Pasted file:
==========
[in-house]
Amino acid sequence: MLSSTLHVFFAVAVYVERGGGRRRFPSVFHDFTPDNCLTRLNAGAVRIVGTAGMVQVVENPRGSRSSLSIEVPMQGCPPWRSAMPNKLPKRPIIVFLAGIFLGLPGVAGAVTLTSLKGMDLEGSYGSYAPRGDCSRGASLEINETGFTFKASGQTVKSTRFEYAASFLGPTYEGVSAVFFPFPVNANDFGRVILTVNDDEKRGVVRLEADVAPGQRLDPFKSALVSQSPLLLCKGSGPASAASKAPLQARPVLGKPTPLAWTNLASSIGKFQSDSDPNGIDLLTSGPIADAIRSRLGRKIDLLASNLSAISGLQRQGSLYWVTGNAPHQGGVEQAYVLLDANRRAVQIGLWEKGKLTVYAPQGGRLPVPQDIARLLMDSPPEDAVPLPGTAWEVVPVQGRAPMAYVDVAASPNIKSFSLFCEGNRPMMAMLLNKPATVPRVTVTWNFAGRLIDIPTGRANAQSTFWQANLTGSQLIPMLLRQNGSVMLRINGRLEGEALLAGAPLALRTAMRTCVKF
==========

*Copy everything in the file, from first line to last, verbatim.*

[in-house]
Amino acid sequence: MLSSTLHVFFAVAVYVERGGGRRRFPSVFHDFTPDNCLTRLNAGAVRIVGTAGMVQVVENPRGSRSSLSIEVPMQGCPPWRSAMPNKLPKRPIIVFLAGIFLGLPGVAGAVTLTSLKGMDLEGSYGSYAPRGDCSRGASLEINETGFTFKASGQTVKSTRFEYAASFLGPTYEGVSAVFFPFPVNANDFGRVILTVNDDEKRGVVRLEADVAPGQRLDPFKSALVSQSPLLLCKGSGPASAASKAPLQARPVLGKPTPLAWTNLASSIGKFQSDSDPNGIDLLTSGPIADAIRSRLGRKIDLLASNLSAISGLQRQGSLYWVTGNAPHQGGVEQAYVLLDANRRAVQIGLWEKGKLTVYAPQGGRLPVPQDIARLLMDSPPEDAVPLPGTAWEVVPVQGRAPMAYVDVAASPNIKSFSLFCEGNRPMMAMLLNKPATVPRVTVTWNFAGRLIDIPTGRANAQSTFWQANLTGSQLIPMLLRQNGSVMLRINGRLEGEALLAGAPLALRTAMRTCVKF